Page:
In March 2015 Georgetown announced that their Municipal Owned Utility, Georgetown Utility Systems, would begin procuring 100% of its power for its customers from wind and solar farms by 2017, effectively making the City 100% green powered.
In the 1970s, Georgetown’s downtown was bleak and featureless. In an effort to modernize and compete with suburban retail development, building owners in the ‘50s and ‘60s obscured one of their most priceless resources – their retail buildings. The Texas-Victorian streetscape was plastered with stucco, aluminum covers, brick, and multiple layers of white paint. But community leaders had begun putting new stock back into their architectural heritage. Georgetown’s resurrected interest in its historic resources came at a time when the cost of borrowing money was soaring. Interest rates near 20 percent might have been a deterrent elsewhere. In Georgetown, every bank offered significantly lower interest loans for the renewal of the town’s grand Victorian buildings and facades. And rehabilitation tax credit programs in the 1980s made investing in historic property an even more lucrative enterprise. By 1984, 40 rehabilitations were complete. A mere two years after its Main Street program was founded, more than half the Main Street district had undergone some kind of positive transition. The city was recently named one of the best places to purchase a historic house. Today, Georgetown is home to one of the best-preserved Victorian and Pre-WW1 downtown historic districts, with The Beaux-Arts Williamson County Courthouse (1911) as its centerpiece. Due to its successful preservation efforts, Georgetown was named a national Main Street City in 1997, the first Texas city so designated.Georgetown has three National Register Historic Districts:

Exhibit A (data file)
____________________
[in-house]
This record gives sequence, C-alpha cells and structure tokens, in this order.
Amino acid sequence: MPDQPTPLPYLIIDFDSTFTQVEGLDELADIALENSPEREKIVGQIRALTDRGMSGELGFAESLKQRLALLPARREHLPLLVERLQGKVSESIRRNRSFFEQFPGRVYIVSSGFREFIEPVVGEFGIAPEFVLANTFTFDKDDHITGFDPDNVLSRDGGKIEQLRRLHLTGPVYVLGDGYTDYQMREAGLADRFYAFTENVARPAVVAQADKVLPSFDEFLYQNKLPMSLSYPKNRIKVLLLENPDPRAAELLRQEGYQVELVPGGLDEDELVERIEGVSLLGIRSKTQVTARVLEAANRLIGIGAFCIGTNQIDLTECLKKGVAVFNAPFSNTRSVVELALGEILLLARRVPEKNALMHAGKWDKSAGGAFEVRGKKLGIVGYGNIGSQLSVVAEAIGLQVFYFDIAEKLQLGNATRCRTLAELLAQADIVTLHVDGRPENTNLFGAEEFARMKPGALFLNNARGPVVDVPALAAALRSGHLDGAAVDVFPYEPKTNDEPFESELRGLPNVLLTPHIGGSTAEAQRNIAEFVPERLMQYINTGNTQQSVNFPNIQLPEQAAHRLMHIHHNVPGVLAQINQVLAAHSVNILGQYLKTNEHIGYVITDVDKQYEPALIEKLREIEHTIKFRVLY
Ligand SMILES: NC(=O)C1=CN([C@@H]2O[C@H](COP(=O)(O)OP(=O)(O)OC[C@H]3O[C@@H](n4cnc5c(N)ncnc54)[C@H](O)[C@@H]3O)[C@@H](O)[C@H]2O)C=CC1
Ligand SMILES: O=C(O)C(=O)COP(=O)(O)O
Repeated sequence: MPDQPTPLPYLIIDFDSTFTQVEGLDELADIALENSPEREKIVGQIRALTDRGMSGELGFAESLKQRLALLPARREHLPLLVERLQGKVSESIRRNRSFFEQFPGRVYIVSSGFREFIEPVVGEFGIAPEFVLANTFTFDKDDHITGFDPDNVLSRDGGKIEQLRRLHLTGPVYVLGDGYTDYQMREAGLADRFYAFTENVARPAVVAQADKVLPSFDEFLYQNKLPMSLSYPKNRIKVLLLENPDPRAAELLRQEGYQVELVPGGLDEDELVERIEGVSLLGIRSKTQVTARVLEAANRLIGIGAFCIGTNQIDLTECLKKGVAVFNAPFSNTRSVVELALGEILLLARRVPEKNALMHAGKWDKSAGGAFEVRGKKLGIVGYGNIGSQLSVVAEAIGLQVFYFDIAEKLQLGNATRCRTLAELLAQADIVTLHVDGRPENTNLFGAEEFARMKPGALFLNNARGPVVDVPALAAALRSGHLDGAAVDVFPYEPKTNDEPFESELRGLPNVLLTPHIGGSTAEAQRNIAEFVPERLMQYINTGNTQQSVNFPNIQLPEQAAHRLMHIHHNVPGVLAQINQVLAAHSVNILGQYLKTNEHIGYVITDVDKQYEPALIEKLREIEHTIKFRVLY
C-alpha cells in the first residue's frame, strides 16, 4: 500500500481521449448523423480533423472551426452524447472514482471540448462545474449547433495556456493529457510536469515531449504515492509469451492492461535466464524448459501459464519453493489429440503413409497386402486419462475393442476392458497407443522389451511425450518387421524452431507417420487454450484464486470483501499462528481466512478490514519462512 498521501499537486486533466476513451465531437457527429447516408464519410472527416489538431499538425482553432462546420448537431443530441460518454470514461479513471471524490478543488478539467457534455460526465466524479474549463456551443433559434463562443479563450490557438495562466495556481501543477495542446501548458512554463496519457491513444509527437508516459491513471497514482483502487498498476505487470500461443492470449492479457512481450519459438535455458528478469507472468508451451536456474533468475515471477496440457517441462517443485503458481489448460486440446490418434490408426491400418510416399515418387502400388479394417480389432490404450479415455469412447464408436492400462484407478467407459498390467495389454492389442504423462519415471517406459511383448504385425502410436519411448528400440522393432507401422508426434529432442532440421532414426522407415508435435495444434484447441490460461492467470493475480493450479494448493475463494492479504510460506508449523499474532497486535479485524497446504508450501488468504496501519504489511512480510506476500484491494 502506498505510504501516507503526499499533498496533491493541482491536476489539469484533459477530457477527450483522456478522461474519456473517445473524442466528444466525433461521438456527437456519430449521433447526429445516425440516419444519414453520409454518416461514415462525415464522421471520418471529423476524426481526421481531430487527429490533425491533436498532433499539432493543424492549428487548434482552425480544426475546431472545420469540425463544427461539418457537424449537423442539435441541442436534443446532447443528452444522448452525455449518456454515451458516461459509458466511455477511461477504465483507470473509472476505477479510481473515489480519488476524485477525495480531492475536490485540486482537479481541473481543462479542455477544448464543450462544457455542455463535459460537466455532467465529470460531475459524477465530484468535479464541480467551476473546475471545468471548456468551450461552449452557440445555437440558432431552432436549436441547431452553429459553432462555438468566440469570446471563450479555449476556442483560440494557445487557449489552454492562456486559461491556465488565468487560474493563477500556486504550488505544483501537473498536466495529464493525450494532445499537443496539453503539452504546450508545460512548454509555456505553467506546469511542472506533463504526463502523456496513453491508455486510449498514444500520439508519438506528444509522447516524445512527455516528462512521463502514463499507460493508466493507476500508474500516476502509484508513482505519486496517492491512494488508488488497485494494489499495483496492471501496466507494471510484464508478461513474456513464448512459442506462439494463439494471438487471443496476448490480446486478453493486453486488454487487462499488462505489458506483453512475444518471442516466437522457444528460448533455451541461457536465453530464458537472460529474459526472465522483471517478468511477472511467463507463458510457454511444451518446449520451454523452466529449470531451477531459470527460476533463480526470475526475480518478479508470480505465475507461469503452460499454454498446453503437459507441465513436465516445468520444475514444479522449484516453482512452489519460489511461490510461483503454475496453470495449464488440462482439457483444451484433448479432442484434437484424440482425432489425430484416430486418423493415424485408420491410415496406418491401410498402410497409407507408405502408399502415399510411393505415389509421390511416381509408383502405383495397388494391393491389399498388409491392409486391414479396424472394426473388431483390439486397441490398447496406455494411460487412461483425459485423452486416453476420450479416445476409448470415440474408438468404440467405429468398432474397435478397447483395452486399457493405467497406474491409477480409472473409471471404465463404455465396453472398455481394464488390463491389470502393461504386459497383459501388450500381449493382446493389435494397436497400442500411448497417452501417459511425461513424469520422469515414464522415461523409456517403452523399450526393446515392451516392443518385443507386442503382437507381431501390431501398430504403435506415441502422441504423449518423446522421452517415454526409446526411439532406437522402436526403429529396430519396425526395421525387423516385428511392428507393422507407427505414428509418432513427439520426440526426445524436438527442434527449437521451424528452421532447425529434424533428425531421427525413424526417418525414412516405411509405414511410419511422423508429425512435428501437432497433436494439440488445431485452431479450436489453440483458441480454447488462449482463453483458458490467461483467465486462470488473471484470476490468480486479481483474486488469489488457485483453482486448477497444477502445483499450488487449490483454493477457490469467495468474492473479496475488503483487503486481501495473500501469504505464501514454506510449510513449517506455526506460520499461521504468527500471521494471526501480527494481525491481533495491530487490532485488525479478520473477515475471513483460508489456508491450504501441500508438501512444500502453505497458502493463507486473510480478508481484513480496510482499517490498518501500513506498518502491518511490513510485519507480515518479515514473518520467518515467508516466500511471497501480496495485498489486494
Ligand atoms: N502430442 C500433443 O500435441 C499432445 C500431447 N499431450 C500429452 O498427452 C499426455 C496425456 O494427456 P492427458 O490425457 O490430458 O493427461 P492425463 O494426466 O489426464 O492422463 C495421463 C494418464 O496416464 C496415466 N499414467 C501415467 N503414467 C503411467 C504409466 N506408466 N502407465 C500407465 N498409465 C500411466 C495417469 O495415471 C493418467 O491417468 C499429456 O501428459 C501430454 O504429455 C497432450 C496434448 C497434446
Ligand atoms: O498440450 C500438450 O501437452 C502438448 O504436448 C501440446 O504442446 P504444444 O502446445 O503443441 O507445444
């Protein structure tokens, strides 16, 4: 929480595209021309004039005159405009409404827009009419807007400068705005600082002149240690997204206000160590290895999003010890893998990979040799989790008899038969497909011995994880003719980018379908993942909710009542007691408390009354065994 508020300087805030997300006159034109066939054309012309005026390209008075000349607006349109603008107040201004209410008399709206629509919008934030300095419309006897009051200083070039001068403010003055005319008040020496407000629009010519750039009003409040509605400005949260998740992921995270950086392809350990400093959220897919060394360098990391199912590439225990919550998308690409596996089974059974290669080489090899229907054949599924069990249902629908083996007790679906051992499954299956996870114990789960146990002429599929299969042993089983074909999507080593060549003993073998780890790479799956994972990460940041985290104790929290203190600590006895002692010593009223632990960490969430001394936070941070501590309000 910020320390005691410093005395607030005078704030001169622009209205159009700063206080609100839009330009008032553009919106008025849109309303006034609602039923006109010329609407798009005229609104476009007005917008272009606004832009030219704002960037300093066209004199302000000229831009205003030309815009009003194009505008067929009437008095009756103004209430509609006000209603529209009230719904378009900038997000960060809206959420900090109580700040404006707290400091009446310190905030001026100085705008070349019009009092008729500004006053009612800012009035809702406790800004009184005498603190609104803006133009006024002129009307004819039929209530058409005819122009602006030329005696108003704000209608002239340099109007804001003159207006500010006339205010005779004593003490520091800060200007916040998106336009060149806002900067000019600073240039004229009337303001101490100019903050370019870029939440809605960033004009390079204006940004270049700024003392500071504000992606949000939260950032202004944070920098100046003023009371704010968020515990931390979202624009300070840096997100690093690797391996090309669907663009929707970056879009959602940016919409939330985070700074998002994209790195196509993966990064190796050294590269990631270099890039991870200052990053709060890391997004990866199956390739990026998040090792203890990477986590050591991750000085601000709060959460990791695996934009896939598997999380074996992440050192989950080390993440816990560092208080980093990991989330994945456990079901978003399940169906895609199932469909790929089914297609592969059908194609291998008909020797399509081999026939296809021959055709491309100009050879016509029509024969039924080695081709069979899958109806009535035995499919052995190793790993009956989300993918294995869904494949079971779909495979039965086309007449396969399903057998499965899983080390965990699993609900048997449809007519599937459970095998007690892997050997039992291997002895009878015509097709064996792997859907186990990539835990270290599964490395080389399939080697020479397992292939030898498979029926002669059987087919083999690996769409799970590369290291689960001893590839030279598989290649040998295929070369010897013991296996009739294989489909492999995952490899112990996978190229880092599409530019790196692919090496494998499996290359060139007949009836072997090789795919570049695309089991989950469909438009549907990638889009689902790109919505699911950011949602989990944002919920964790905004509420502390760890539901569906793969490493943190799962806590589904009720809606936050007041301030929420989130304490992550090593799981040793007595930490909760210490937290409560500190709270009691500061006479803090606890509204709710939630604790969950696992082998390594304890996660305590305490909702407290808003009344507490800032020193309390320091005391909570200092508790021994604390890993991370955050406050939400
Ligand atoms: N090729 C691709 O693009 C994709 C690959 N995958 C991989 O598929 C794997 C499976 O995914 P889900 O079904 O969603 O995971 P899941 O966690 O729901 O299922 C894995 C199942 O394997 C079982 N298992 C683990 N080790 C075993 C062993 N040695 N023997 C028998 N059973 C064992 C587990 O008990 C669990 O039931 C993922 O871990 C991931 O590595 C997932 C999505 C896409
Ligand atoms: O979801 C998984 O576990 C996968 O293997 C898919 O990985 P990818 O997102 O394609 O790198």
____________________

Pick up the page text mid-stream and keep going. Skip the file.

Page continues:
- Williamson County Courthouse District
- Belford National District
- The University Avenue/Elm Street District